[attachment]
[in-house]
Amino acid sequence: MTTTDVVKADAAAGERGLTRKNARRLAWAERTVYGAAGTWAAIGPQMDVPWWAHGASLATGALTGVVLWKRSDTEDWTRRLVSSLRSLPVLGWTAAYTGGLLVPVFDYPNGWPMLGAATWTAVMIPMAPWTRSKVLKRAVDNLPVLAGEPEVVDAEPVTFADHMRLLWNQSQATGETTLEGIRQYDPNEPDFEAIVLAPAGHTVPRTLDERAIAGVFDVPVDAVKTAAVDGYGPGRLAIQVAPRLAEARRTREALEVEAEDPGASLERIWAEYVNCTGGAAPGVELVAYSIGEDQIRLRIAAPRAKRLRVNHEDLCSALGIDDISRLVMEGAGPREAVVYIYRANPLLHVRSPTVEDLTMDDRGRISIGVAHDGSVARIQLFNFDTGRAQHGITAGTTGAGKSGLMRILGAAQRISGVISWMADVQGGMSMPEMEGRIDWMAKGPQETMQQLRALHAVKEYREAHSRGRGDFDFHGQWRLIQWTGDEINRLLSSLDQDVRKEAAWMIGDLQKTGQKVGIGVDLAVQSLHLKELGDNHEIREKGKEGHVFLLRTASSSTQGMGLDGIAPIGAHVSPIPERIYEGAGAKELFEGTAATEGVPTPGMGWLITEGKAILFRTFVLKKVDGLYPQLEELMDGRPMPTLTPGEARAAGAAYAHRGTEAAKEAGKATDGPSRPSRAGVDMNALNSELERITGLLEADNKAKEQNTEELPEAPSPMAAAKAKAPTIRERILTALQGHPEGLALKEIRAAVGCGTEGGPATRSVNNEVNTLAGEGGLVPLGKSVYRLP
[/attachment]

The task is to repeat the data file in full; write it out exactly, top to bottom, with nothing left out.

[in-house]
Amino acid sequence: MTTTDVVKADAAAGERGLTRKNARRLAWAERTVYGAAGTWAAIGPQMDVPWWAHGASLATGALTGVVLWKRSDTEDWTRRLVSSLRSLPVLGWTAAYTGGLLVPVFDYPNGWPMLGAATWTAVMIPMAPWTRSKVLKRAVDNLPVLAGEPEVVDAEPVTFADHMRLLWNQSQATGETTLEGIRQYDPNEPDFEAIVLAPAGHTVPRTLDERAIAGVFDVPVDAVKTAAVDGYGPGRLAIQVAPRLAEARRTREALEVEAEDPGASLERIWAEYVNCTGGAAPGVELVAYSIGEDQIRLRIAAPRAKRLRVNHEDLCSALGIDDISRLVMEGAGPREAVVYIYRANPLLHVRSPTVEDLTMDDRGRISIGVAHDGSVARIQLFNFDTGRAQHGITAGTTGAGKSGLMRILGAAQRISGVISWMADVQGGMSMPEMEGRIDWMAKGPQETMQQLRALHAVKEYREAHSRGRGDFDFHGQWRLIQWTGDEINRLLSSLDQDVRKEAAWMIGDLQKTGQKVGIGVDLAVQSLHLKELGDNHEIREKGKEGHVFLLRTASSSTQGMGLDGIAPIGAHVSPIPERIYEGAGAKELFEGTAATEGVPTPGMGWLITEGKAILFRTFVLKKVDGLYPQLEELMDGRPMPTLTPGEARAAGAAYAHRGTEAAKEAGKATDGPSRPSRAGVDMNALNSELERITGLLEADNKAKEQNTEELPEAPSPMAAAKAKAPTIRERILTALQGHPEGLALKEIRAAVGCGTEGGPATRSVNNEVNTLAGEGGLVPLGKSVYRLP